According to the American Journal of Physiology, your brain represents just two-percent of your body weight, but demands 20-PERCENT of your resting metabolism! In other words, your mind's your body's biggest energy hog, and you have to feed it well if you want it to perform. The best foods for your thinker are known as antioxidants, which include: Vitamin C, Vitamin E, and beta-carotene, a form of Vitamin A. To see how antioxidants work, understand that, like the rest of the body, the brain ages over time. Free radicals, unstable atoms or molecules that occur in the body, are partly to blame. When free radicals meet with oxygen, the result is rust-like oxidative damage to the brain. The good news is that antioxidants REDUCE that damage, keep the brain agile and help slow the aging process. Blueberries, one of the most powerful antioxidants, also reduces the effects of diseases like Alzheimer's and Parkinson's. Prunes, raisins, blackberries, and pomegranates are ripe with good-for-you antioxidants, too. Meanwhile, spinach, Swiss chard, and arugula are vegetables with excellent antioxidant power. Plus, these leafy greens help the body produce happiness hormones, like serotonin and dopamine. When consuming both fruits and veggies, remember: the darker the color, the higher the antioxidant content! Two other brain-boosting sources of antioxidants are probably already a regular part of your diet. I'm talking about coffee and dark chocolate. Aside from slowing down free radical damage, these substances contain caffeine, which enhances short-term memory. Plus, dark chocolate stimulates endorphins, which help improve mood! Just consume in moderation: one ounce of dark chocolate each day is plenty, and you should stop at two to three cups of java or tea. To further boost your brainpower, consume a healthy portion of omega-3 fatty acids. Omega-3s are a primary building block of healthy brain tissue. Find them in coldwater fish like salmon, mackerel, and sardines, and aim for two to three four-ounce servings every week. A good brain diet is basically a healthy body diet. It's easy, natural and tasty, so go ahead and nourish your noggin!More »
Last Modified: 2013-10-01 | Tags »
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The brain is a powerful organ but it needs exercise too! Exercising your brain can improve your overall brain health and ability to remember things. Watch this video for memory-boosting tips.
Transcript: Several areas of the brain are associated with memory. The hippocampus, a librarian of sorts, integrates...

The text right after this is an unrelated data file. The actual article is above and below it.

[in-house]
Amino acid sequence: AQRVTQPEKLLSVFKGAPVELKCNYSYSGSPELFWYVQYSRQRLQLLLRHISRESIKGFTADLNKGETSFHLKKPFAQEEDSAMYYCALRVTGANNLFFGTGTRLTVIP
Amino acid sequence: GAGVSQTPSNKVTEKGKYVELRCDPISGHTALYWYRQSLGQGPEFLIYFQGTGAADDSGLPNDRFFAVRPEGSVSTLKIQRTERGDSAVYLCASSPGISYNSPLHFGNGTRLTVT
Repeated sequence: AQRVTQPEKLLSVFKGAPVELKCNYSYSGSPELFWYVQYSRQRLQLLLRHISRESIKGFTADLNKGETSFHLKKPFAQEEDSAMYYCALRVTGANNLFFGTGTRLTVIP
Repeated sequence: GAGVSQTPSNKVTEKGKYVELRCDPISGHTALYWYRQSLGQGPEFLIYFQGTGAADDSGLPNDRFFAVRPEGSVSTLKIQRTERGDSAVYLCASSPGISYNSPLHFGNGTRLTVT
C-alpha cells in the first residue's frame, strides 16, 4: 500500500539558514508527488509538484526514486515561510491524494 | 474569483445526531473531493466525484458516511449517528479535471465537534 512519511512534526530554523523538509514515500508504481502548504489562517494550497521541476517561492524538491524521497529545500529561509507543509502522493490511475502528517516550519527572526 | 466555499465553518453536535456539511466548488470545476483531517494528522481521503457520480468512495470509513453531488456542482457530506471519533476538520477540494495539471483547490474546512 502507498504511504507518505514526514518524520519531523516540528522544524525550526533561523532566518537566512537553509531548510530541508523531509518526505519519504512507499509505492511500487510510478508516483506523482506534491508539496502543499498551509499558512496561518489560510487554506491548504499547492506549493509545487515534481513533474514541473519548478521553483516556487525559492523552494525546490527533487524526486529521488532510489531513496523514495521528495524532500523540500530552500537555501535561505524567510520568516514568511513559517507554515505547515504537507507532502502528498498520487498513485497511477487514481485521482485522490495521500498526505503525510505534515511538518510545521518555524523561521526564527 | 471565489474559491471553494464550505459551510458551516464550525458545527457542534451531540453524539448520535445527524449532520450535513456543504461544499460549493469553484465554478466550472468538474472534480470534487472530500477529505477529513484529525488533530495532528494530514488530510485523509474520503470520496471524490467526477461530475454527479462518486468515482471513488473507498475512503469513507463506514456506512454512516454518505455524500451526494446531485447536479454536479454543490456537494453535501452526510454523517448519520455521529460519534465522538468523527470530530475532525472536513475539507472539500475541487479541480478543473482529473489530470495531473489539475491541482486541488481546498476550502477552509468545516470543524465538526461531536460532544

Several areas of the brain are associated with memory. The hippocampus, a librarian of sorts, integrates new information into short-term memory and maintains long-term memories within the cerebral cortex. The amygdala processes memories of emotion. Experts say it takes approximately eight seconds of focused concentration to route information through the hippocampus into the correct memory center. Exercising your brain helps stimulate new pathways among brain cells. Word games and puzzles are good, but challenging yourself with new activities is even better. Learn to play chess, the piano-or read a book about something you know nothing about. The more you challenge your brain to do things new and differently, the better. Take a different route home from work. If you're right-handed, brush your teeth or write with your left hand and vice versa. Physical activity is just as important. It increases blood flow throughout your body-and your brain. 30 minutes of aerobic activity a day, or an equivalent amount of brisk walking, gardening or doing housework, is key. Being active socially is a great way to combine physical and mental challenges, such as golfing, dancing or meeting for a Tai Chi class. Another memory-boosting tip is called "chunking," which involves partitioning large amounts of information into easily digestible bites. For instance, you can remember phone numbers in groups of 3, 3, and 4, or think of your grocery list according to sections of the store. Certain foods may boost your brainpower, too. A recent study looked at wild blueberry juice and found it improved the learning and memory of older adults and feeding your brain with antioxidant-rich vegetables, dark-skinned fruits, cold-water fish and nuts also helped. For more information about memory and mental health, please see other videos on this siteMore »
Last Modified: 2014-01-21 | Tags »